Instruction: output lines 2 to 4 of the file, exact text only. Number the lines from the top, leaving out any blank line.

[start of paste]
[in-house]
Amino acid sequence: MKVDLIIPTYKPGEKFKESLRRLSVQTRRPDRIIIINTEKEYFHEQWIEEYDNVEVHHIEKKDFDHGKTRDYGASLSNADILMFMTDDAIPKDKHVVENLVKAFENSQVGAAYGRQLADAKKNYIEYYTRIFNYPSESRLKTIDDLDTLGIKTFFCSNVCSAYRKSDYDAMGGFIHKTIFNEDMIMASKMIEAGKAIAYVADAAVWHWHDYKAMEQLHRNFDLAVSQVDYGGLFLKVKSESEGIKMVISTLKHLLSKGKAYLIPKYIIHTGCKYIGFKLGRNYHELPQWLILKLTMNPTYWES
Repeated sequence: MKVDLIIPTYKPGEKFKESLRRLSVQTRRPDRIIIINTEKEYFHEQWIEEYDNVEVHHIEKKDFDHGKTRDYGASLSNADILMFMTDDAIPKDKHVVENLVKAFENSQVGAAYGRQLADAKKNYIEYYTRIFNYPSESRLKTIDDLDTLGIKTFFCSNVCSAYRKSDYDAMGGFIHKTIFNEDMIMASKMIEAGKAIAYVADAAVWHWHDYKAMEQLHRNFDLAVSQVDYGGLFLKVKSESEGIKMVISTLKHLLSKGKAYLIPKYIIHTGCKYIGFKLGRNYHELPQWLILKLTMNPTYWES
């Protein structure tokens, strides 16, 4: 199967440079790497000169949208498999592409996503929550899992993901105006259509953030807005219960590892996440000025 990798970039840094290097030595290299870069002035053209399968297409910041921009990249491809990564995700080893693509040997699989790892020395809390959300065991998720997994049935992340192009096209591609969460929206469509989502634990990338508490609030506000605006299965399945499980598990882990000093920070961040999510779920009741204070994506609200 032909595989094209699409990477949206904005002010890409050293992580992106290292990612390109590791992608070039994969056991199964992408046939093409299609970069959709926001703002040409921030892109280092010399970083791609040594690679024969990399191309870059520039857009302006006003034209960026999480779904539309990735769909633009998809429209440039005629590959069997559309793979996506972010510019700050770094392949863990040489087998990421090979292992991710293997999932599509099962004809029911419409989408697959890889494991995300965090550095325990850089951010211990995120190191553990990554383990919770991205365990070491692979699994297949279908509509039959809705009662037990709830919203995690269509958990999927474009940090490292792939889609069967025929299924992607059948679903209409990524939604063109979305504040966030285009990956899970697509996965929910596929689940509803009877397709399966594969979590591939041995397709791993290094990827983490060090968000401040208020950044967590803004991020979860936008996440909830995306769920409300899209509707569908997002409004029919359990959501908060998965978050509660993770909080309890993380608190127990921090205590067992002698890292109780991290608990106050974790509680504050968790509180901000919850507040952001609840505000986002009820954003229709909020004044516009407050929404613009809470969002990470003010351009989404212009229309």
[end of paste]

Amino acid sequence: MKVDLIIPTYKPGEKFKESLRRLSVQTRRPDRIIIINTEKEYFHEQWIEEYDNVEVHHIEKKDFDHGKTRDYGASLSNADILMFMTDDAIPKDKHVVENLVKAFENSQVGAAYGRQLADAKKNYIEYYTRIFNYPSESRLKTIDDLDTLGIKTFFCSNVCSAYRKSDYDAMGGFIHKTIFNEDMIMASKMIEAGKAIAYVADAAVWHWHDYKAMEQLHRNFDLAVSQVDYGGLFLKVKSESEGIKMVISTLKHLLSKGKAYLIPKYIIHTGCKYIGFKLGRNYHELPQWLILKLTMNPTYWES
Repeated sequence: MKVDLIIPTYKPGEKFKESLRRLSVQTRRPDRIIIINTEKEYFHEQWIEEYDNVEVHHIEKKDFDHGKTRDYGASLSNADILMFMTDDAIPKDKHVVENLVKAFENSQVGAAYGRQLADAKKNYIEYYTRIFNYPSESRLKTIDDLDTLGIKTFFCSNVCSAYRKSDYDAMGGFIHKTIFNEDMIMASKMIEAGKAIAYVADAAVWHWHDYKAMEQLHRNFDLAVSQVDYGGLFLKVKSESEGIKMVISTLKHLLSKGKAYLIPKYIIHTGCKYIGFKLGRNYHELPQWLILKLTMNPTYWES
């Protein structure tokens, strides 16, 4: 199967440079790497000169949208498999592409996503929550899992993901105006259509953030807005219960590892996440000025 990798970039840094290097030595290299870069002035053209399968297409910041921009990249491809990564995700080893693509040997699989790892020395809390959300065991998720997994049935992340192009096209591609969460929206469509989502634990990338508490609030506000605006299965399945499980598990882990000093920070961040999510779920009741204070994506609200 032909595989094209699409990477949206904005002010890409050293992580992106290292990612390109590791992608070039994969056991199964992408046939093409299609970069959709926001703002040409921030892109280092010399970083791609040594690679024969990399191309870059520039857009302006006003034209960026999480779904539309990735769909633009998809429209440039005629590959069997559309793979996506972010510019700050770094392949863990040489087998990421090979292992991710293997999932599509099962004809029911419409989408697959890889494991995300965090550095325990850089951010211990995120190191553990990554383990919770991205365990070491692979699994297949279908509509039959809705009662037990709830919203995690269509958990999927474009940090490292792939889609069967025929299924992607059948679903209409990524939604063109979305504040966030285009990956899970697509996965929910596929689940509803009877397709399966594969979590591939041995397709791993290094990827983490060090968000401040208020950044967590803004991020979860936008996440909830995306769920409300899209509707569908997002409004029919359990959501908060998965978050509660993770909080309890993380608190127990921090205590067992002698890292109780991290608990106050974790509680504050968790509180901000919850507040952001609840505000986002009820954003229709909020004044516009407050929404613009809470969002990470003010351009989404212009229309």